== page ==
As Catija points out, sometimes movies have show times the Thursday evening before the Friday they're officially premiering on. This isn't moving the release date up, they're simply seen as early screenings, and are generally not counted in the opening weekend gross. Even midnight screenings are usually not tallied in the opening weekend gross, and are often considered as a separate metric with its own rankings.

The reason for early releases, as in before midnight of the official day of release, is a bit manifold.

  1. Studios know when movies will have huge audiences that want to see the film as early as possible, so they allow for screenings in the evening the day before official release as a way to appease the more hardcore fanbase. These early screenings are sometimes made into big events by theaters to cater specifically to fans of the franchise the film is for. My theater went all out for the final Harry Potter film, with lots of custom decorations, games, events, tons of things.
  2. Theaters likely also played a role in allowing for Thursday evening early screenings as opposed to midnight Friday screenings. Simply put, a lot of theater employees tend to be high school students, and US labor laws have very strict rules regarding how many hours these employees may work, as well as how late. Generally anyone age 17 and under can't legally work past 10:30PM in my state, while 18 year olds still in high school can usually only work as late as 12:30AM. This left us needing to find college students who could work that late, or relying more on management to handle things past those hours. Letting theaters hold 8PM screenings, for example, lets them have early showings for dedicated fans while not stretching themselves too thin on staff to accomodate later showings. This is a more recent phenomenon, and the earliest movie I recall Thursday evening screenings occurring was the first Transformers movie back in 2007.
  • I gave a downvote for some inaccuracies in this answer. First, studios do not generally care how many showtimes a movie gets, so long as it gets as many showtimes as other movies in the theater (or more, in the case of a big release). Second, almost every movie is allowed to be played starting Thursday the night before. In fact, it’s so rare to have one that is limited to Friday that we are told when we cannot show them on Thursday as opposed to when we can. Some of the money and economic aspects of your answer are possibilities but honestly never things I’ve had to worry about.
    – theMayer
    Mar 27, 2018 at 19:35
  • Thursday grosses are rolled into Friday’s numbers from a reporting standpoint. And studios do issue keys saying when you can start and dictating when you are done showing a movie, but they don’t have precise control in between. Our keys always open up 1-2 days before the official release and run to 3am the day following our end of run.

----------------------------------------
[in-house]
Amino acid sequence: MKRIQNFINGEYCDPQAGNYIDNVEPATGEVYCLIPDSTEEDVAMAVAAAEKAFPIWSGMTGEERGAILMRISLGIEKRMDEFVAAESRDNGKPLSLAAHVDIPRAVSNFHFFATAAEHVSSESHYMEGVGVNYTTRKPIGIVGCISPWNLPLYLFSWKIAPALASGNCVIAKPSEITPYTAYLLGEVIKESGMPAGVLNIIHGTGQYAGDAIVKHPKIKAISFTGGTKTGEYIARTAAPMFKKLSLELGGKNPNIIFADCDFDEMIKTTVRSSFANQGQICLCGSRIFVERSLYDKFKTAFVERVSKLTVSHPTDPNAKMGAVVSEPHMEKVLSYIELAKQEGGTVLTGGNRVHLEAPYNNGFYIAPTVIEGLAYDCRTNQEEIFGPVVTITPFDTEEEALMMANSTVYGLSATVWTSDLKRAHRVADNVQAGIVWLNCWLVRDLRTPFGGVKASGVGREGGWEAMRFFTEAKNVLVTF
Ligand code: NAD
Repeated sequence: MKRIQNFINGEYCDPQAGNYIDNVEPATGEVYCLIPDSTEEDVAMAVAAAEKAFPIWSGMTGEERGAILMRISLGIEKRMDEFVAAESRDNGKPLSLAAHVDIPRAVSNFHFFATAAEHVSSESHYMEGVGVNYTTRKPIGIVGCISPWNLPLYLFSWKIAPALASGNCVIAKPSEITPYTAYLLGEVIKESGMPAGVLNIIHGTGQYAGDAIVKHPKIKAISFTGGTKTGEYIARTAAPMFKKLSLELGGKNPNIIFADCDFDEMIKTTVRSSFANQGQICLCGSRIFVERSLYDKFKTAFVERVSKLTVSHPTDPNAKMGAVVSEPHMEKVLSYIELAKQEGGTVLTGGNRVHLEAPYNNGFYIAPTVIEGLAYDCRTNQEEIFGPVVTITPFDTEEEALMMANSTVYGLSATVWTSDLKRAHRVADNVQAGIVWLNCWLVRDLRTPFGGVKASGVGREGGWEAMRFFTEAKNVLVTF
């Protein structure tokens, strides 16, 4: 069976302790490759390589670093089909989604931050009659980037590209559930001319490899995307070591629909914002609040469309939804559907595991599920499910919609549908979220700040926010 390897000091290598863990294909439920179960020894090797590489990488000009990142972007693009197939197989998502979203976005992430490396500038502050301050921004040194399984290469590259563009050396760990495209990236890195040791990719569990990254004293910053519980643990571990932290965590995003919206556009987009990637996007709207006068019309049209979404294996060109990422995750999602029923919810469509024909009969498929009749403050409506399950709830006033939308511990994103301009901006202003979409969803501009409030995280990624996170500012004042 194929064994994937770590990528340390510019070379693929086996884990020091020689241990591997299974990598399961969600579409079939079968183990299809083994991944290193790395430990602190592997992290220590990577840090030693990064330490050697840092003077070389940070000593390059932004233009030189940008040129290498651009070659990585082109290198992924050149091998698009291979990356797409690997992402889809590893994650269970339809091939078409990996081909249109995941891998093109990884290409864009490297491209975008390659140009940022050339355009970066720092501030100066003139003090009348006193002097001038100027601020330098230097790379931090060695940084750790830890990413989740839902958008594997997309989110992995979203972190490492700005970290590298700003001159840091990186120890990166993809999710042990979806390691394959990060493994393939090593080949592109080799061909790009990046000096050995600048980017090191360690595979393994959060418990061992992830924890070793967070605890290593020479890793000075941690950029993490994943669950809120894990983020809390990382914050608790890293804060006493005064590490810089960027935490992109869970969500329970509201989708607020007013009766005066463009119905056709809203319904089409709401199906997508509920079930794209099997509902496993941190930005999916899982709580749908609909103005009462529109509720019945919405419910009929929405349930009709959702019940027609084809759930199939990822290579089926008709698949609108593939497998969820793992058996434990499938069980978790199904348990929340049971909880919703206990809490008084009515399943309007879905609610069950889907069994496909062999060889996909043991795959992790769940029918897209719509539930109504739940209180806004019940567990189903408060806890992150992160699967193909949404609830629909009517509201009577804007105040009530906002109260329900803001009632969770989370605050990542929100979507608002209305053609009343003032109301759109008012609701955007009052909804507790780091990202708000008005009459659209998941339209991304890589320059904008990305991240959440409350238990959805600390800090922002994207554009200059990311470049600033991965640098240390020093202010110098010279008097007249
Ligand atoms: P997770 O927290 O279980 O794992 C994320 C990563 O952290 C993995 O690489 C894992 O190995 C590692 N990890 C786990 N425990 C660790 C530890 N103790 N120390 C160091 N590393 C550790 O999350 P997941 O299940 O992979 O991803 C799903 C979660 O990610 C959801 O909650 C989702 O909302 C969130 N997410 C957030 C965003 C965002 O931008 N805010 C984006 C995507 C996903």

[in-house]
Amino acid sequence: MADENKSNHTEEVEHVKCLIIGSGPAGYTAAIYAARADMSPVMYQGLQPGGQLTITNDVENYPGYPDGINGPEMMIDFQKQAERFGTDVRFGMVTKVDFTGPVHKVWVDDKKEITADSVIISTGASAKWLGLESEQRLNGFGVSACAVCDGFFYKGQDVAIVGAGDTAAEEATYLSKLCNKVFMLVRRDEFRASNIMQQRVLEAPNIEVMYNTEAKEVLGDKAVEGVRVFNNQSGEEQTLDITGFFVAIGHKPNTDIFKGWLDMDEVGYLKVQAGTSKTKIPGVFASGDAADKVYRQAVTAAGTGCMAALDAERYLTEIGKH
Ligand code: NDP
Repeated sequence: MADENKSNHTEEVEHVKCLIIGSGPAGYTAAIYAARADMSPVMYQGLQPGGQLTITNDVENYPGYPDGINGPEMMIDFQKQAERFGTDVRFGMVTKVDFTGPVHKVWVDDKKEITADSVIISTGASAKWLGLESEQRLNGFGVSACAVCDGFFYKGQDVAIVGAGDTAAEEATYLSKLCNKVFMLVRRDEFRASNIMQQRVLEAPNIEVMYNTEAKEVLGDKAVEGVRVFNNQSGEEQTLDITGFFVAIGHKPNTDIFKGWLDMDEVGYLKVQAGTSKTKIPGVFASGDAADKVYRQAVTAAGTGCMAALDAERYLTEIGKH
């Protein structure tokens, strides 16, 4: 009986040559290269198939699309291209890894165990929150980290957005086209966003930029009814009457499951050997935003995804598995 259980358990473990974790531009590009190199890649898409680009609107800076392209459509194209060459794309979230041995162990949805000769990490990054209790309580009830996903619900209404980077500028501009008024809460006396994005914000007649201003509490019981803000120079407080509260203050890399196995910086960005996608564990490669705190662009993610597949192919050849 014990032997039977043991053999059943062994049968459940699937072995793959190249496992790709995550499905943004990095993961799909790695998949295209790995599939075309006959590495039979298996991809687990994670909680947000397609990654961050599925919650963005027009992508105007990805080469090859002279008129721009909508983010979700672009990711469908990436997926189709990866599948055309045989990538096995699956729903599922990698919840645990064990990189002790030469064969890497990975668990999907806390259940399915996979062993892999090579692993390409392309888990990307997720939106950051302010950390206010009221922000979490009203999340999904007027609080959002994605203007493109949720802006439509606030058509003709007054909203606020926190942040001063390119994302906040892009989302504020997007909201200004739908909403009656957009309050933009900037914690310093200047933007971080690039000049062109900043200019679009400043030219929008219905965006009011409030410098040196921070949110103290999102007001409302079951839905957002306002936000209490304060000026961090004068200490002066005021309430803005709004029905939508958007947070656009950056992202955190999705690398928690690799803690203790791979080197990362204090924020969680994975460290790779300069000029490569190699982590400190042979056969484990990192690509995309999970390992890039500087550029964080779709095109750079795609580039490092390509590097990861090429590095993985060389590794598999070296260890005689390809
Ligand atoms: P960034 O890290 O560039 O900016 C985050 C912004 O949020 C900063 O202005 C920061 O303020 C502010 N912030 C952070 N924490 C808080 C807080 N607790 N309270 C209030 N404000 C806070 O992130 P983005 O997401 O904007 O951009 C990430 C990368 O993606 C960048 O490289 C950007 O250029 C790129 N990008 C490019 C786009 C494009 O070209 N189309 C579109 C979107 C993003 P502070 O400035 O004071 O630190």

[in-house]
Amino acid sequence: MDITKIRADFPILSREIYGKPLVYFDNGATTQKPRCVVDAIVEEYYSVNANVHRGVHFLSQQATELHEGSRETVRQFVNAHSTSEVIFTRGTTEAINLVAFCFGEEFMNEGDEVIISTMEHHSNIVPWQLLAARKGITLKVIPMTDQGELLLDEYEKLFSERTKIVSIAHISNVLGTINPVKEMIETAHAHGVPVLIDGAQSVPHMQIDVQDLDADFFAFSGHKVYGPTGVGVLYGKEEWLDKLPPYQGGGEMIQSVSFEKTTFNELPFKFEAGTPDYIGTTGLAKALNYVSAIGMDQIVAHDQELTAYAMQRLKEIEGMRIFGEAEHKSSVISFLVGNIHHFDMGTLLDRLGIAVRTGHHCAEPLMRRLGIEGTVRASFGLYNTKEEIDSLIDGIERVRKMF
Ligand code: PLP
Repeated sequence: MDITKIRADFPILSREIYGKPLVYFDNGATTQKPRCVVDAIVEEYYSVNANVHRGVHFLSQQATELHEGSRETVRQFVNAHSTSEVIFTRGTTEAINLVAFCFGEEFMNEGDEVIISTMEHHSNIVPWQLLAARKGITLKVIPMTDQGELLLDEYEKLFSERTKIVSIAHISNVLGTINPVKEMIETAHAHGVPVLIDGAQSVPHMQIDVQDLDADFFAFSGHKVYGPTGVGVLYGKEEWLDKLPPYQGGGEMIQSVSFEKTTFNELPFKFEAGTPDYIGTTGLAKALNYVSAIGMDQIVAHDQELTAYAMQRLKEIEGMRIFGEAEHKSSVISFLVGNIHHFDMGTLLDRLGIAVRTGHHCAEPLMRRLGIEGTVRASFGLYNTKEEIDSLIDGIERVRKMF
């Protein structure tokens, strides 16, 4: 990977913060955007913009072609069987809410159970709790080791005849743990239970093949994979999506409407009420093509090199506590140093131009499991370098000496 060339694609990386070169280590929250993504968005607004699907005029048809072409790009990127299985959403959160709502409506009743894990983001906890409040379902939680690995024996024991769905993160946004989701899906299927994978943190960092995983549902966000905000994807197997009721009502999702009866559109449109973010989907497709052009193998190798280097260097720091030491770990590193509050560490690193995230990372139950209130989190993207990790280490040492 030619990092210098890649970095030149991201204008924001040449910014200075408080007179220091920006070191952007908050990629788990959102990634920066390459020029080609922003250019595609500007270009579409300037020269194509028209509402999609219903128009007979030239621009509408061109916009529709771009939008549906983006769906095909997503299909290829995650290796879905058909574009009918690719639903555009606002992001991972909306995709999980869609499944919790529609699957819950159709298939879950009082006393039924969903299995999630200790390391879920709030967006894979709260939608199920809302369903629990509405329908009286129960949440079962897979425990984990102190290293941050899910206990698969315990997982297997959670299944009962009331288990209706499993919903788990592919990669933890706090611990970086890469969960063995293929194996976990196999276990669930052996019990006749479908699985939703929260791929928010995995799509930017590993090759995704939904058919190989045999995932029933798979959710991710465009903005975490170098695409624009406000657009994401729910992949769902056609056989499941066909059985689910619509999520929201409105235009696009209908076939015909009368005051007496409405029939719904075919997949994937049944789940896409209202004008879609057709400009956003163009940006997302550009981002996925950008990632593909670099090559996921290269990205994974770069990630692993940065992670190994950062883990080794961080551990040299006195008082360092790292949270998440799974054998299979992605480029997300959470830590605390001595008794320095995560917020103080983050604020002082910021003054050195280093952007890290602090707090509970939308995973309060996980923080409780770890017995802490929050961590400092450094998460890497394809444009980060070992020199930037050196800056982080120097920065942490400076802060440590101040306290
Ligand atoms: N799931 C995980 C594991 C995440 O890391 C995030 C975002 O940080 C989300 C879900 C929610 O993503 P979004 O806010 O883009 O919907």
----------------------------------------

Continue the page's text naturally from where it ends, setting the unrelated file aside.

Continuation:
– theMayer
    Mar 27, 2018 at 19:48
  • @theMayer Keep in mind that I when I wrote this answer, I was basing it on how things were handled in the pre-digital age, from my time as a projectionist from 2007 to 2011, so 6 to 11 years ago. Further, it's possible you work for a different chain than I did, and could be subject to different/more lenient rules. The chain I worked for pales in comparison to the likes of AMC and some others. They're not small, but not huge either.
    – MattD
    Mar 28, 2018 at 2:54
  • I've been in the business for quite some time, and it's never worked as-described. Granted, early premiere shows on Thursday are a relatively new thing, but even midnight show grosses were always reported on the Friday numbers. It's still inaccurate today, so I recommend you update it to be more accurate if you can. Pre-digital, you could show the movie as soon as you put it together, and could keep showing it until you took it apart and shipped it back. Of course, there were legal ramifications of doing so...
    – theMayer
    Mar 28, 2018 at 15:00

The release date for movies varies. Over the last 30 years-most were released on Wednesdays, with official release dates set for Friday. Star Wars movies got a 12:01am showing, with all other movies released here in Missorui/KC area getting a mantinee showtime at 10:05am(Theaters open at 10 or 11 out here). If a movie is actually held til Friday release, the first showing again is at the opening of the theater-10/11am.

To answer your question, it is always the earliest in the day that the movie is released. 12:01 am when they were open the night before, or 10:00 am when they open for the new day.